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Jury to begin deliberating in Don Marsh trial

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A jury is expected to begin deliberating Friday afternoon whether Don Marsh owes Marsh Supermarkets Inc. more than $3 million in personal expenses he allegedly charged the company while he was CEO.

Closing arguments were scheduled for 10 a.m. Friday, but were pushed back to 11:30 a.m. after a lengthy closed-door conference between U.S. Judge Sarah Evans Barker and attorneys representing the former chief and the locally based chain.

The company filed a civil lawsuit against Marsh in April 2009, claiming he used the company as a personal checkbook to finance global travels and trysts with mistresses. Flights on the company jet included several trips to New York City and Smyrna, Tenn., to visit two of the five mistresses that Don Marsh, 75, admitted to during the two-week trial.

The trial began Feb. 4 in federal court in Indianapolis.

His dirty laundry was aired as his wife, Marilyn, sat in the courtroom during much of the proceedings.

Marsh Supermarkets lawyers have attempted to convince the jury that Don Marsh spent $3.3 million in company money for personal entertainment with no real benefit to the business.

Don Marsh’s attorneys, on the other hand, painted the veteran CEO as a networking master who traveled the globe in hopes of bringing more business to Marsh Supermarkets.

Sun Capital Partners purchased Marsh Supermarkets in September 2006 and directed the grocery to file suit after an investigation into company finances uncovered what it considered lavish spending by the former CEO.

Central to Marsh Supermarkets’ case is a report compiled by Patrick Calhoun, a former Internal Revenue Service agent, highlighting the $3.3 million in spending.

Among the expenses listed:

—$927,210 in nondeductible outings.

—$804,141 in company plane costs.

—$625,775 in Marsh family travel.

—$397,616 in professional organization costs.

—$315,451 in professional services.

On Thursday, lawyers for Don Marsh called a veteran tax adviser as an expert witness to refute Calhoun’s report.

Wayne Hoeing, who joined Clifton Larson Allen LLP in 2010 following a 24-year career at Ernst & Young LLP, attempted to discredit the findings by claiming that Calhoun used the wrong tax code to calculate the expenses.

At one point, Jonathan Mays, a lawyer for Don Marsh, asked Hoeing whether it mattered if an annual Marsh Christmas card was sent by the family of Don Marsh or Marsh Supermarkets. Company lawyers claim Don Marsh needlessly spent Marsh Supermarkets’ money to fly family members to Indianapolis annually for a Christmas card photo.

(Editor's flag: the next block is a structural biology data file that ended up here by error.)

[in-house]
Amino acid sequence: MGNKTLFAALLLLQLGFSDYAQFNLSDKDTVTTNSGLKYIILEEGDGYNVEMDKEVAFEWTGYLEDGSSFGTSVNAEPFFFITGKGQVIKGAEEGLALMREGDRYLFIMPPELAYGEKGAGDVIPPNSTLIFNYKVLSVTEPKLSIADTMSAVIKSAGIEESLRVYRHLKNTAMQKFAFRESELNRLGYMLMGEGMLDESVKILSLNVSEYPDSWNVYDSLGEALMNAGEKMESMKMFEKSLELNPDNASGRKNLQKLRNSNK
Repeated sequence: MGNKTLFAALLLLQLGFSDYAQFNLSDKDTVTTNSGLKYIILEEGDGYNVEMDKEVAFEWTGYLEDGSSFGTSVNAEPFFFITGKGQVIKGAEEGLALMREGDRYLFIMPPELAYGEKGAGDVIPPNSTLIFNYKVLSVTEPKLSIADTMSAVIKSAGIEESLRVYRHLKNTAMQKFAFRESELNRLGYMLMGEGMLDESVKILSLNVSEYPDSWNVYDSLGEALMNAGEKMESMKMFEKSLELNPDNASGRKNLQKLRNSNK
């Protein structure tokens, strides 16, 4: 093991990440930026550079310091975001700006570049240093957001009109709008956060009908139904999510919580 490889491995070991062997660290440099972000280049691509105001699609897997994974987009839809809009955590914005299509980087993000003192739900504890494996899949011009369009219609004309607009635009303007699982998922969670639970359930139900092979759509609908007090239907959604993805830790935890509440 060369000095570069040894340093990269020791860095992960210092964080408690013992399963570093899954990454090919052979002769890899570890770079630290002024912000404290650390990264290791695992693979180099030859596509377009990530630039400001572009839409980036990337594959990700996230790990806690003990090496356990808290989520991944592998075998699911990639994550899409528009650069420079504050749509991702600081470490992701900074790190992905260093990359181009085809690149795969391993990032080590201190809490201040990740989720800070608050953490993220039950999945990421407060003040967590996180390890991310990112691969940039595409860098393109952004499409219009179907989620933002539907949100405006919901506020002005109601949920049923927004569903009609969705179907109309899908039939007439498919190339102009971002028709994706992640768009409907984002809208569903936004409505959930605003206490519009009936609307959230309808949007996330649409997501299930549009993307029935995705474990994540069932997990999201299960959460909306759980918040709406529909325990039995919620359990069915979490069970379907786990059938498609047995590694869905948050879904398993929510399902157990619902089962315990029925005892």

Hoeing said it did not matter.

“I grew up watching Mr. Marsh on television commercials,” he said. “It’s not too hard to equate Mr. Marsh with Marsh Supermarkets.”

Indeed, Don Marsh was one of Indiana’s highest-profile executives for decades and frequently appeared in the company’s TV advertising.

Don Marsh’s father founded the company in 1931 and took it public in 1953. He died in 1959 in a plane crash.

The younger Marsh, a graduate of Michigan State University, became a director of the company in 1960 and rose to president in 1968. He became CEO in 1980, a title he retained until Sun Capital took the company private with its purchase in 2006.

Sun Capital began paying Marsh $4.2 million in severance but only paid half after it discovered the millions of dollars of what it considered personal expenses charged to the company. Marsh is countersuing Marsh Supermarkets in an attempt to receive his full severance.

Upon its sale, Marsh Supermarkets had $1.7 billion in annual revenue and more than 100 stores in Indiana, Illinois and Ohio.
 
 

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  1. The child support award is many times what the custodial parent earns, and exceeds the actual costs of providing for the children's needs. My fiance and I have agreed that if we divorce, that the children will be provided for using a shared checking account like this one(http://www.mediate.com/articles/if_they_can_do_parenting_plans.cfm) to avoid the hidden alimony in Indiana's child support guidelines.

  2. Fiat justitia ruat caelum is a Latin legal phrase, meaning "Let justice be done though the heavens fall." The maxim signifies the belief that justice must be realized regardless of consequences.

  3. Indiana up holds this behavior. the state police know they got it made.

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